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WHO Surgical Care at the District Hospital 2003 - …

Postoperative care Post operative note and orders The patient should be discharged to the ward with comprehensive orders for the following: • Vital signs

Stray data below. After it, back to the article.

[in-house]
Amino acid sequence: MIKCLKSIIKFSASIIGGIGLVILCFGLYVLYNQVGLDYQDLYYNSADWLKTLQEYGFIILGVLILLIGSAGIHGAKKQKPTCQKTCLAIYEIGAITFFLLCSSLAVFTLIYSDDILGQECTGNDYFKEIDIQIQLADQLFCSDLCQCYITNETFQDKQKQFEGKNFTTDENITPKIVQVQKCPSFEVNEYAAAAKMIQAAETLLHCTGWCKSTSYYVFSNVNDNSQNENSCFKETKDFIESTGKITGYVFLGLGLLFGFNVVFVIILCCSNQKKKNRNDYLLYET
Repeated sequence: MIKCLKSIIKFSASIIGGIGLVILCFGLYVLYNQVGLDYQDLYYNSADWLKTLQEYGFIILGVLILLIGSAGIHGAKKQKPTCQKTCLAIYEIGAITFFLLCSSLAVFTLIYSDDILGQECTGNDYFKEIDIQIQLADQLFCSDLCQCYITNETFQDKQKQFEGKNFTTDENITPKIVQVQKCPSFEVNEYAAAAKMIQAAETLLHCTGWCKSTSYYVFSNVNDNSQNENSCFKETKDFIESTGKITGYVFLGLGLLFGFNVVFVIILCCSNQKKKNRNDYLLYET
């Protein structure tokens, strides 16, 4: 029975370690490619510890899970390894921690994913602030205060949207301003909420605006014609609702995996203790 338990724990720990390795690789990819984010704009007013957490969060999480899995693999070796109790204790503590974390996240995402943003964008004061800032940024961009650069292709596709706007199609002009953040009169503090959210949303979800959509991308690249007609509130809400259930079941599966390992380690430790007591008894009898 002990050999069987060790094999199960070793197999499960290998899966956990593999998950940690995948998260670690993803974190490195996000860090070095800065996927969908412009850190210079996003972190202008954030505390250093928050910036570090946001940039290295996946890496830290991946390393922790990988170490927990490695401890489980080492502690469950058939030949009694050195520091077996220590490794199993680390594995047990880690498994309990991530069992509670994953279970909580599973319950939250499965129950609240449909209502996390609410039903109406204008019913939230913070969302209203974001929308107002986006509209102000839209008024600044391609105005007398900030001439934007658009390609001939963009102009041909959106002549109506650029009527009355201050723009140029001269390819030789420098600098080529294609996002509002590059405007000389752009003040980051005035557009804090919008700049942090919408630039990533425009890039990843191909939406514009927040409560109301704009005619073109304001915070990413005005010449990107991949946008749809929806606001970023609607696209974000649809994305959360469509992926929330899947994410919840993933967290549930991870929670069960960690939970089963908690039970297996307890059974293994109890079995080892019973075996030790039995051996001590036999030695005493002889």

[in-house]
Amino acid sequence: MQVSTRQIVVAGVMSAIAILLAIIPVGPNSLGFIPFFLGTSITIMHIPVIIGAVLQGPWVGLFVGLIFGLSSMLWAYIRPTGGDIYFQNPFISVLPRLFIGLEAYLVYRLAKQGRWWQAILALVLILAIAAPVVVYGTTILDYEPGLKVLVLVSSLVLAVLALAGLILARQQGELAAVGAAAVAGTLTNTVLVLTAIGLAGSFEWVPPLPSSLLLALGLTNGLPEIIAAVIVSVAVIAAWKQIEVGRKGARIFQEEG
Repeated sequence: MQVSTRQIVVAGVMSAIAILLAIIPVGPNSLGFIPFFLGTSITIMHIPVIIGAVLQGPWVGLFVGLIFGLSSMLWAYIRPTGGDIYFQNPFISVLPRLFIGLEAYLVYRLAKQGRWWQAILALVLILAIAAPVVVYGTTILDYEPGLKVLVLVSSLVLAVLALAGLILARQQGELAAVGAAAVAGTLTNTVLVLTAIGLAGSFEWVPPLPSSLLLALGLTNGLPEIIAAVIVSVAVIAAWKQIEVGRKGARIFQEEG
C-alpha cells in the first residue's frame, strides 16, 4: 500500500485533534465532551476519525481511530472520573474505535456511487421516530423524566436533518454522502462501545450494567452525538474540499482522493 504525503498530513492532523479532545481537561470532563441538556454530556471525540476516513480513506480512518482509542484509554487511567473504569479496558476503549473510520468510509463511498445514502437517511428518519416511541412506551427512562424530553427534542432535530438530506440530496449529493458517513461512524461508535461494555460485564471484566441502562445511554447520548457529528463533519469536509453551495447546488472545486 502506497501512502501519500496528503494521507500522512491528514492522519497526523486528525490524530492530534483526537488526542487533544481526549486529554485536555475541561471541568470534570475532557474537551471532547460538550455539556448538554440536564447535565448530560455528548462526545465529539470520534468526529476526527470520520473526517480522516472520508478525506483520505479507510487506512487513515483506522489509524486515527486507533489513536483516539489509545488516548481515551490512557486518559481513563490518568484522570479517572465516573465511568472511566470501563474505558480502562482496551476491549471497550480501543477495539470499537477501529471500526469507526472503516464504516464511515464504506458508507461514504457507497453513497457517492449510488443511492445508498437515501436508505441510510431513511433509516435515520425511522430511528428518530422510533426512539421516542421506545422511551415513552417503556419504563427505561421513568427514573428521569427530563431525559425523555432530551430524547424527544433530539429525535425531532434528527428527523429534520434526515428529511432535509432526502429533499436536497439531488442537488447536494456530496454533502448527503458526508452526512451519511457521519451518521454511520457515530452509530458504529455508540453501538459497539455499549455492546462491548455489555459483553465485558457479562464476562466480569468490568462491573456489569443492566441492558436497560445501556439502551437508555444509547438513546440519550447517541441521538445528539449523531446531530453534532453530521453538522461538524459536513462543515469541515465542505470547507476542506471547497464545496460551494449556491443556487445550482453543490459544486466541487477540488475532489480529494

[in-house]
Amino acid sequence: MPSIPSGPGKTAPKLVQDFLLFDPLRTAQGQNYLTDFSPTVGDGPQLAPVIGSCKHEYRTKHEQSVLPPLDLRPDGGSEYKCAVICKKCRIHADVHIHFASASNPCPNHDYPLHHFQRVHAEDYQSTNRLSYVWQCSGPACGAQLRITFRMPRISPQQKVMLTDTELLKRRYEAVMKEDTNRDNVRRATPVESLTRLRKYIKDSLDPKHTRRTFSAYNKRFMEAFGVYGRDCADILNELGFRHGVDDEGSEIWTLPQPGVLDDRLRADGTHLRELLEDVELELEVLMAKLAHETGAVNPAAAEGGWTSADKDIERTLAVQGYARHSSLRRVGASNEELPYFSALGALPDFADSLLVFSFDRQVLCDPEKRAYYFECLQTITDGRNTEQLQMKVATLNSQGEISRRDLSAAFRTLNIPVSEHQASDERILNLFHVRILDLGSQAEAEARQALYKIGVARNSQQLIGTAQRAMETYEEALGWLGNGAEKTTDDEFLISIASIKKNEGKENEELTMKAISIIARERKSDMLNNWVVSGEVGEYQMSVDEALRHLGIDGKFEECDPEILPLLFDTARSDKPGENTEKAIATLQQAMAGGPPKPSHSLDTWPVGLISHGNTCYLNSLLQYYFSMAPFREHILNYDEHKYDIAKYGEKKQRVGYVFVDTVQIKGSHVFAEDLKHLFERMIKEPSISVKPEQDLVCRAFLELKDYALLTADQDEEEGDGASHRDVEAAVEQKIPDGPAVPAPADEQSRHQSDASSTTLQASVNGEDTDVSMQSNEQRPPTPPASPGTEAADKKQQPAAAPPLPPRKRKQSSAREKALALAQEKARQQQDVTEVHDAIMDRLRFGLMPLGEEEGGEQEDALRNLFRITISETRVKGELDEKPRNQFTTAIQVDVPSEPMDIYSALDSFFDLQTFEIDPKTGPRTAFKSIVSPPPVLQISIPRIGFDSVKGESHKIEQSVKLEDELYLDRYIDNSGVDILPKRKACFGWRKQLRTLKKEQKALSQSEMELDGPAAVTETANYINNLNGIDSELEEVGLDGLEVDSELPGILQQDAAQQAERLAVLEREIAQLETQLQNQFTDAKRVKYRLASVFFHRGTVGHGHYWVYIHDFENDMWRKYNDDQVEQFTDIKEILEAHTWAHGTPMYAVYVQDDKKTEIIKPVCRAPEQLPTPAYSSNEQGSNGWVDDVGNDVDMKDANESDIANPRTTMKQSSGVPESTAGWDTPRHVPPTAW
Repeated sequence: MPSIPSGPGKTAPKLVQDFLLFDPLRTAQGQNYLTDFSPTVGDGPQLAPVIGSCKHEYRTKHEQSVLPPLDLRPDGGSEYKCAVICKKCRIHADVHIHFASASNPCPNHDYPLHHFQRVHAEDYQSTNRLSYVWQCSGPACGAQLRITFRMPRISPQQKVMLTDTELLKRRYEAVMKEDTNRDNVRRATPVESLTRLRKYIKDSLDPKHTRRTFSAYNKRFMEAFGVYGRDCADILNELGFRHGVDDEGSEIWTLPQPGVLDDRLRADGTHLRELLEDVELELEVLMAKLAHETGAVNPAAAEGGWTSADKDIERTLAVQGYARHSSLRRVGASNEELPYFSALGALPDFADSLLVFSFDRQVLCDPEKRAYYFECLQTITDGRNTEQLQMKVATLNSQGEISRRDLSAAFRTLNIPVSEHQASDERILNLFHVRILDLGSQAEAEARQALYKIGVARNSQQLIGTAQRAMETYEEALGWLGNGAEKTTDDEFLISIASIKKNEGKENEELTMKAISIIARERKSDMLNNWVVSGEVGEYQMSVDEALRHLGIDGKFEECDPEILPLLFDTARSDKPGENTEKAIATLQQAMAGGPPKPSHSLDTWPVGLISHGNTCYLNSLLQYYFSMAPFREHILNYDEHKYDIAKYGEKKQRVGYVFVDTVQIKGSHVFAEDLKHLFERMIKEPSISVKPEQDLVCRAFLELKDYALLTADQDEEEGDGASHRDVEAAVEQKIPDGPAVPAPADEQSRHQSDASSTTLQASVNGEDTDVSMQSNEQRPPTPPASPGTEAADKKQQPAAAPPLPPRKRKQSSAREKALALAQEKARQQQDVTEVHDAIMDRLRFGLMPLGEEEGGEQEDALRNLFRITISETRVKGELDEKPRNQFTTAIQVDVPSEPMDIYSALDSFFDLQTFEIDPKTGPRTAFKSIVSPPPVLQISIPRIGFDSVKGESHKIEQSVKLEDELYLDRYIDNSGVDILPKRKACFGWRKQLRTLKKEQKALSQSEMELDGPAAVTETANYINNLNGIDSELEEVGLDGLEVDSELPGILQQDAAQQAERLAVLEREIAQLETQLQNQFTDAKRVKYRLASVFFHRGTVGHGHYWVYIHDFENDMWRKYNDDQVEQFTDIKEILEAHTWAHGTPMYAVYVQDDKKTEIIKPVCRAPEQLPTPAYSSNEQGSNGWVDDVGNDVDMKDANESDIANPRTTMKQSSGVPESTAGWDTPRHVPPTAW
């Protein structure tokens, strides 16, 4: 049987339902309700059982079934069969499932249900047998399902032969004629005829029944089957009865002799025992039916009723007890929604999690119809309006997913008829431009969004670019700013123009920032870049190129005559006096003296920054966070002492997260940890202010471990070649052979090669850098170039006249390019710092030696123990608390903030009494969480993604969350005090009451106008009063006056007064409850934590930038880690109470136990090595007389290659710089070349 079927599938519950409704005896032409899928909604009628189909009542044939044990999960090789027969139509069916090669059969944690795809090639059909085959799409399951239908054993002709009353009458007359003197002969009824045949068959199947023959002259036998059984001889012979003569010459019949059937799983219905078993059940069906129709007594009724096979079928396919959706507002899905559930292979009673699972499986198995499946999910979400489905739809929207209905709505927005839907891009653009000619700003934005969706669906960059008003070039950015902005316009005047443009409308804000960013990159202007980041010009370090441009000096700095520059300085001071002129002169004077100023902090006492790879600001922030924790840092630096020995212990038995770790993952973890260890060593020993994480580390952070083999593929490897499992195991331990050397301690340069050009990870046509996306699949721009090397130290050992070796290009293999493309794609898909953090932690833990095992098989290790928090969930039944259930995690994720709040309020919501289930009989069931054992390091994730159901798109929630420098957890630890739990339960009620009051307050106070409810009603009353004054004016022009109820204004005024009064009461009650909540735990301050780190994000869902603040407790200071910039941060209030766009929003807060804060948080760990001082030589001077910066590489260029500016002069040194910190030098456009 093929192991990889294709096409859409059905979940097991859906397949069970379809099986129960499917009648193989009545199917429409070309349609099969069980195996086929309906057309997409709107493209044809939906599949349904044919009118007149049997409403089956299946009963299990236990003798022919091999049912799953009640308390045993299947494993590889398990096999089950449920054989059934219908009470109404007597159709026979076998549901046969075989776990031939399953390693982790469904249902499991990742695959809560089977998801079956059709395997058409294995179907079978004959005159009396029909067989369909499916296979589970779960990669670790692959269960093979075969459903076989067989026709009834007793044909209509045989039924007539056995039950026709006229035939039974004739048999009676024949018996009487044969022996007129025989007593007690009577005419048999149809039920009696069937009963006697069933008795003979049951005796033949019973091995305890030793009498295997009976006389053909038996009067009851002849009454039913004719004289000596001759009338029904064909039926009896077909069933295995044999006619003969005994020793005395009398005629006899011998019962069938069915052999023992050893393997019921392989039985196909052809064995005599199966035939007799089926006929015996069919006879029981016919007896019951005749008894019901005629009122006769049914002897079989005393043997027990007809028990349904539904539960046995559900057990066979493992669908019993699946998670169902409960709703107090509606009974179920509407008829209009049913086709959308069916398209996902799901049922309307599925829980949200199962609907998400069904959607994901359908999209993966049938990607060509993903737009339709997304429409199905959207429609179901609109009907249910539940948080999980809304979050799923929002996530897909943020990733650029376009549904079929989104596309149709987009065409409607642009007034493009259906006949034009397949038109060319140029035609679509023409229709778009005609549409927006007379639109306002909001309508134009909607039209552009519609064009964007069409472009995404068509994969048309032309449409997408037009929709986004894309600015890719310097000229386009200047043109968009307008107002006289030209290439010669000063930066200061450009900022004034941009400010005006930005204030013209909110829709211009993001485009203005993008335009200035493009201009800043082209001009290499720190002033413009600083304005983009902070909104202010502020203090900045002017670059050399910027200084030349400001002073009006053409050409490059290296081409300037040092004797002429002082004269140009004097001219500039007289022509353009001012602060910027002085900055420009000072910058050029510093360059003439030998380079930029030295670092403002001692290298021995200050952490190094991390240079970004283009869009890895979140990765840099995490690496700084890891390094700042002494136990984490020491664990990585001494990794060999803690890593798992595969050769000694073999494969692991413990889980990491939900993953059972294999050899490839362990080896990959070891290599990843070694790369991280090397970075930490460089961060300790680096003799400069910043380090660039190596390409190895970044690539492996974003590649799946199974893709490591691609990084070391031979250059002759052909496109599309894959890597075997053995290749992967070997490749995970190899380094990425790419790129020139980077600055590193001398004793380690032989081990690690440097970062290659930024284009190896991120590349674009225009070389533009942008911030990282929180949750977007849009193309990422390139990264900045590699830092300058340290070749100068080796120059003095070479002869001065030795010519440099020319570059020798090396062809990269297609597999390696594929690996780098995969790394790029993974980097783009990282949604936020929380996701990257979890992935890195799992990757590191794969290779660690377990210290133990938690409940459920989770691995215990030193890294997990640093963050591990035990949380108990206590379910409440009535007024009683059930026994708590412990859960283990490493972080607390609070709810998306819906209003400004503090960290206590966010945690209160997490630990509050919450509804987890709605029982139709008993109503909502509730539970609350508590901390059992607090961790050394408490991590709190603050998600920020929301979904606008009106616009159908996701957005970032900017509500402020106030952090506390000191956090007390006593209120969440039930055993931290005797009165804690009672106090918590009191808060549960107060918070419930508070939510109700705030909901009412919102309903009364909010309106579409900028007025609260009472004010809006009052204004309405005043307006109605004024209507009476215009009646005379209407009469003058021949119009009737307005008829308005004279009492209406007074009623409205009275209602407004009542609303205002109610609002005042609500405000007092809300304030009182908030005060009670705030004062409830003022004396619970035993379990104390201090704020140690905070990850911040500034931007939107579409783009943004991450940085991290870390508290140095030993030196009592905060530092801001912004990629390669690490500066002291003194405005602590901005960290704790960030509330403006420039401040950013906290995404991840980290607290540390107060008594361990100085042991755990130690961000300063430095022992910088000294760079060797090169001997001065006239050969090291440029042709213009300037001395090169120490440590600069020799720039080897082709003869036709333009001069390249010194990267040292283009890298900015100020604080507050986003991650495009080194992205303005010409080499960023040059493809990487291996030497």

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Postoperative care Post operative note and orders The patient should be discharged to the ward with comprehensive orders for the following: Vital signs Pain control Rate and type of intravenous fluid Urine and gastrointestinal fluid output Other medications Laboratory investigations The patient s progress should be monitored and should include at least: A comment on medical and nursing observations A specific comment on the wound or operation site Any complications Any changes made in treatment Aftercare: Prevention of complications Encourage early mobilization: o Deep breathing and coughing o Active daily exercise o Joint range of motion o Muscular strengthening o Make walking aids such as canes, crutches and walkers available and provide instructions for their use Ensure adequate nutrition Prevent skin breakdown and pressure sores: o Turn the patient frequently o Keep urine and faeces off skin Provide adequate pain control Discharge note On discharging the patient from the ward, record in the notes: Diagnosis on admission and discharge Summary of course in hospital Instructions about further management, including drugs prescribed. Ensure that a copy of this information is given to the patient, together with details of any follow-up appointment WHO/EHT/CPR: WHO Surgical Care at the District Hospital 2003 Postoperative Management If the patient is restless, something is wrong. Look out for the following in recovery: Airway obstruction Hypoxia Haemorrhage: internal or external Hypotension and/or hypertension Postoperative pain Shivering, hypothermia Vomiting, aspiration Falling on the floor Residual narcosis The recovering patient is fit for the ward when: Awake, opens eyes Extubated Blood pressure and pulse are satisfactory Can lift head on command Not hypoxic Breathing quietly and comfortably Appropriate analgesia has been prescribed and is safely established WHO/EHT/CPR: WHO Surgical Care at the District Hospital 2003 Post operative pain relief Pain is often the patient s presenting symptom. It can provide useful clinical information and it is your responsibility to use this information to help the patient and alleviate suffering. Manage pain wherever you see patients (emergency, operating room and on the ward) and anticipate their needs for pain management after surgery and discharge. Do not unnecessarily delay the treatment of pain; for example, do not transport a patient without analgesia simply so that the next practitioner can appreciate how much pain the person is experiencing. Pain management is our job. Pain Management and Techniques Effective analgesia is an essential part of postoperative management. Important injectable drugs for pain are the opiate analgesics. Nonsteroidal anti-inflammatory drugs (NSAIDs), such as diclofenac (1 mg/kg) and ibuprofen can also be given orally and rectally, as can paracetamol (15 mg/kg). There are three situations where an opiate might be given: o Preoperatively o Intraoperatively o Postoperatively Opiate premedication is rarely indicated, although an injured patient in pain may have been given an opiate before coming to the operating room. Opiates given pre- or intraoperatively have important effects in the postoperative period since there may be delayed recovery and respiratory depression, even necessitating mechanical ventilation. Short acting opiate fentanyl is used intra-operatively to avoid this prolonged effect. Naloxone antagonizes (reverses) all opiates, but its effect quickly wears off. Commonly available inexpensive opiates are pethidine and morphine. Morphine has about ten times the potency and a longer duration of action than pethidine. (continued next page) WHO/EHT/CPR: WHO Surgical Care at the District Hospital 2003 Post operative pain relief (continued) Ideal way to give analgesia postoperatively is to: o Give a small intravenous bolus of about a quarter or a third of the maximum dose ( 25 mg pethidine or mg morphine for an average adult) o Wait for 5 10 minutes to observe the effect: the desired effect is analgesia, but retained consciousness o Estimate the correct total dose ( 75 mg pethidine or mg morphine) and give the balance intramuscularly. o With this method, the patient receives analgesia quickly and the correct dose is given If opiate analgesia is needed on the ward, it is most usual to give an intramuscular regimen: Morphine: Age 1 year to adult: mg/kg Age 3 months to 1 year: mg/kg Pethidine: give 7 10 times the above doses if using pethidine Opiate analgesics should be given cautiously if the age is less than 1 year. They are not recommended for babies aged less than 3 months unless very close monitoring in a neonatal intensive care unit is available. Anaesthesia & Pain Control in Children Ketamine anaesthesia is widely used for children in rural centres (see pages 14 14 to 14 21), but is also good for pain control. Children suffer from pain as much as adults, but may show it in different ways. Make surgical procedures as painless as possible: o Oral paracetamol can be given several hours prior to operation o Local anaesthetics (bupivacaine , not to exceed 1 ml/kg) administered in the operating room can decrease incisional pain o Paracetamol (10 15 mg/kg every 4 6 hours) administered by mouth or rectally is a safe and effective method for controlling postoperative pain o For more severe pain, use intravenous narcotics (morphine sulfate mg/kg IV) every 2 4 hours o Ibuprofen 10 mg/kg can be administered by mouth every 6 8 hours o Codeine suspension 1 mg/kg can be administered by mouth every 6 hours, as needed. WHO/EHT/CPR: WHO Surgical Care at the District Hospital 2003